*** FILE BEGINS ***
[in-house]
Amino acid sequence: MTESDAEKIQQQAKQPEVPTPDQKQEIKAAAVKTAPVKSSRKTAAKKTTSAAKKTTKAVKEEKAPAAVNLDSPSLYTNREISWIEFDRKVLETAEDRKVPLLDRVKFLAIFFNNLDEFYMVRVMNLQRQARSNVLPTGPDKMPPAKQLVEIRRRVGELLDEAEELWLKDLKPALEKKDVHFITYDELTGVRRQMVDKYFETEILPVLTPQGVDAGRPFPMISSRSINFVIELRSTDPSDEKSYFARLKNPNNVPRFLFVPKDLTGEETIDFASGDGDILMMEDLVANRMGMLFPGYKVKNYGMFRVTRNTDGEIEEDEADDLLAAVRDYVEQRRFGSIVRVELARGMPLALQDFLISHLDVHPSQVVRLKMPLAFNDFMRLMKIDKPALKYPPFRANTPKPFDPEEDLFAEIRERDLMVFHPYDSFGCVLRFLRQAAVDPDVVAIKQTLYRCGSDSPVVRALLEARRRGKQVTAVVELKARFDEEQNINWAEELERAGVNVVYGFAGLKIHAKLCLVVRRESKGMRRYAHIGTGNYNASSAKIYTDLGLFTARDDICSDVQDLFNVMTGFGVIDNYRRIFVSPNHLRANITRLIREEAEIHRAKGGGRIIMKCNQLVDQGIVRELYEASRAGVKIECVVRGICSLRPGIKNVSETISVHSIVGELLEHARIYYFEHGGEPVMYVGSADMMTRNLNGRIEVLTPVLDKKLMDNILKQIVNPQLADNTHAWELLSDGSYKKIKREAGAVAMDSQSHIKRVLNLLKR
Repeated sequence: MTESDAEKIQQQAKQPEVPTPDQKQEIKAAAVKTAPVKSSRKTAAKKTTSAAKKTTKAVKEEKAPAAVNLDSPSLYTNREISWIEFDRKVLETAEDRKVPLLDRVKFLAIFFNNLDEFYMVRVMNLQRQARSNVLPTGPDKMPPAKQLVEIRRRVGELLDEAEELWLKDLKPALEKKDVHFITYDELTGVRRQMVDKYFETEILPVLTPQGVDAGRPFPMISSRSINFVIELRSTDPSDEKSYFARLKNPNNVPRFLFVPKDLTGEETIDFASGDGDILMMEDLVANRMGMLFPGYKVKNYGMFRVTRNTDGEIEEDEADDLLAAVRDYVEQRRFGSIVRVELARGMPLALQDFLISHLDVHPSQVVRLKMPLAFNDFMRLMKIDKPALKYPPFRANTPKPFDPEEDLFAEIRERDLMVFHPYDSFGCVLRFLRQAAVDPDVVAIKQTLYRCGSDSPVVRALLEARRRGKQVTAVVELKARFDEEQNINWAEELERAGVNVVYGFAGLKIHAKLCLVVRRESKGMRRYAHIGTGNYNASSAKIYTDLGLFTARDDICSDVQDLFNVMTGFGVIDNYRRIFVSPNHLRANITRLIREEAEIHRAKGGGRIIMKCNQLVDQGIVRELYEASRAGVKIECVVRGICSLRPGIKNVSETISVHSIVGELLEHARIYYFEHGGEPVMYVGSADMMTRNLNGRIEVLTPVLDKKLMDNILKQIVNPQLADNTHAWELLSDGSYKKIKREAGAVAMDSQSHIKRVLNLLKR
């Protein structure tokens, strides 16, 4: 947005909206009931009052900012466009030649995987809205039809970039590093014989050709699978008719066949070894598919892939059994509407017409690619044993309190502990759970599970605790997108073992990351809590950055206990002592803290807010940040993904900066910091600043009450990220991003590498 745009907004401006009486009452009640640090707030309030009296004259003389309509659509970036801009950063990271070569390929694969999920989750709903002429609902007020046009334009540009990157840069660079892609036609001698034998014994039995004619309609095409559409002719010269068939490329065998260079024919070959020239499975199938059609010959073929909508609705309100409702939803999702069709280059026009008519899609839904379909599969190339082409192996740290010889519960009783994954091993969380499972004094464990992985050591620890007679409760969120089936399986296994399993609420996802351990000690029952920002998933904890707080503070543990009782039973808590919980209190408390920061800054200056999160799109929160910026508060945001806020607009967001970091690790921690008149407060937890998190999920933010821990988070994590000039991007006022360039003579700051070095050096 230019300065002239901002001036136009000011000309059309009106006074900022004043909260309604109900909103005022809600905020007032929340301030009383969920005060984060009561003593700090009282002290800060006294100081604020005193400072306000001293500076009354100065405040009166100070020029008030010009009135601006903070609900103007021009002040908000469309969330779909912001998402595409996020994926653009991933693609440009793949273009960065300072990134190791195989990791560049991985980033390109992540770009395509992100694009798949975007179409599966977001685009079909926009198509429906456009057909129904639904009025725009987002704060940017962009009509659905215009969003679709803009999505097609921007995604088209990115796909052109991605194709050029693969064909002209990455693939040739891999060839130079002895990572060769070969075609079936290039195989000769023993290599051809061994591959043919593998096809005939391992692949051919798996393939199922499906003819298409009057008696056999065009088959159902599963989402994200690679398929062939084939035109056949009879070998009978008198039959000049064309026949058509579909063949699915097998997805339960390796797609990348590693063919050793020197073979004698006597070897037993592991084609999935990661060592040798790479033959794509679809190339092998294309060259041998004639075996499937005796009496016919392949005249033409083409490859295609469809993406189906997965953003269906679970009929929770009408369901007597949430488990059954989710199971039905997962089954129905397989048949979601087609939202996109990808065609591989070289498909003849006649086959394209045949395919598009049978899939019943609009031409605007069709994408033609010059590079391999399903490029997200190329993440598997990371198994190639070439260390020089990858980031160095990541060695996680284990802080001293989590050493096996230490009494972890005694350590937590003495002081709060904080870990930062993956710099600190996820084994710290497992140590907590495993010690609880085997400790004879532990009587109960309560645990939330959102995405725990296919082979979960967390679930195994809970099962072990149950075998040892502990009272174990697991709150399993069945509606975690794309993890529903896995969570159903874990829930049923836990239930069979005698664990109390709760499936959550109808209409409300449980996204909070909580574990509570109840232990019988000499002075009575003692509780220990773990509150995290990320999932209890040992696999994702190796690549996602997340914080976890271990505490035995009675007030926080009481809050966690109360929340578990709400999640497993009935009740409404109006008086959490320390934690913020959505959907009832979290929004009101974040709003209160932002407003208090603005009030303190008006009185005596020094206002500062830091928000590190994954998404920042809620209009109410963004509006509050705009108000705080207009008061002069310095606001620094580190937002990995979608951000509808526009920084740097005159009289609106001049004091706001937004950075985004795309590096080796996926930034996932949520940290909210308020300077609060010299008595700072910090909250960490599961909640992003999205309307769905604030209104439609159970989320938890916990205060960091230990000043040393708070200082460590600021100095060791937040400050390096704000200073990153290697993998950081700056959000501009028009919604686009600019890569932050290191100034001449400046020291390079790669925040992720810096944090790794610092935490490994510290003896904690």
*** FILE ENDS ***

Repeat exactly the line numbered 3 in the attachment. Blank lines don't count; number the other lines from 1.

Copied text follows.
Repeated sequence: MTESDAEKIQQQAKQPEVPTPDQKQEIKAAAVKTAPVKSSRKTAAKKTTSAAKKTTKAVKEEKAPAAVNLDSPSLYTNREISWIEFDRKVLETAEDRKVPLLDRVKFLAIFFNNLDEFYMVRVMNLQRQARSNVLPTGPDKMPPAKQLVEIRRRVGELLDEAEELWLKDLKPALEKKDVHFITYDELTGVRRQMVDKYFETEILPVLTPQGVDAGRPFPMISSRSINFVIELRSTDPSDEKSYFARLKNPNNVPRFLFVPKDLTGEETIDFASGDGDILMMEDLVANRMGMLFPGYKVKNYGMFRVTRNTDGEIEEDEADDLLAAVRDYVEQRRFGSIVRVELARGMPLALQDFLISHLDVHPSQVVRLKMPLAFNDFMRLMKIDKPALKYPPFRANTPKPFDPEEDLFAEIRERDLMVFHPYDSFGCVLRFLRQAAVDPDVVAIKQTLYRCGSDSPVVRALLEARRRGKQVTAVVELKARFDEEQNINWAEELERAGVNVVYGFAGLKIHAKLCLVVRRESKGMRRYAHIGTGNYNASSAKIYTDLGLFTARDDICSDVQDLFNVMTGFGVIDNYRRIFVSPNHLRANITRLIREEAEIHRAKGGGRIIMKCNQLVDQGIVRELYEASRAGVKIECVVRGICSLRPGIKNVSETISVHSIVGELLEHARIYYFEHGGEPVMYVGSADMMTRNLNGRIEVLTPVLDKKLMDNILKQIVNPQLADNTHAWELLSDGSYKKIKREAGAVAMDSQSHIKRVLNLLKR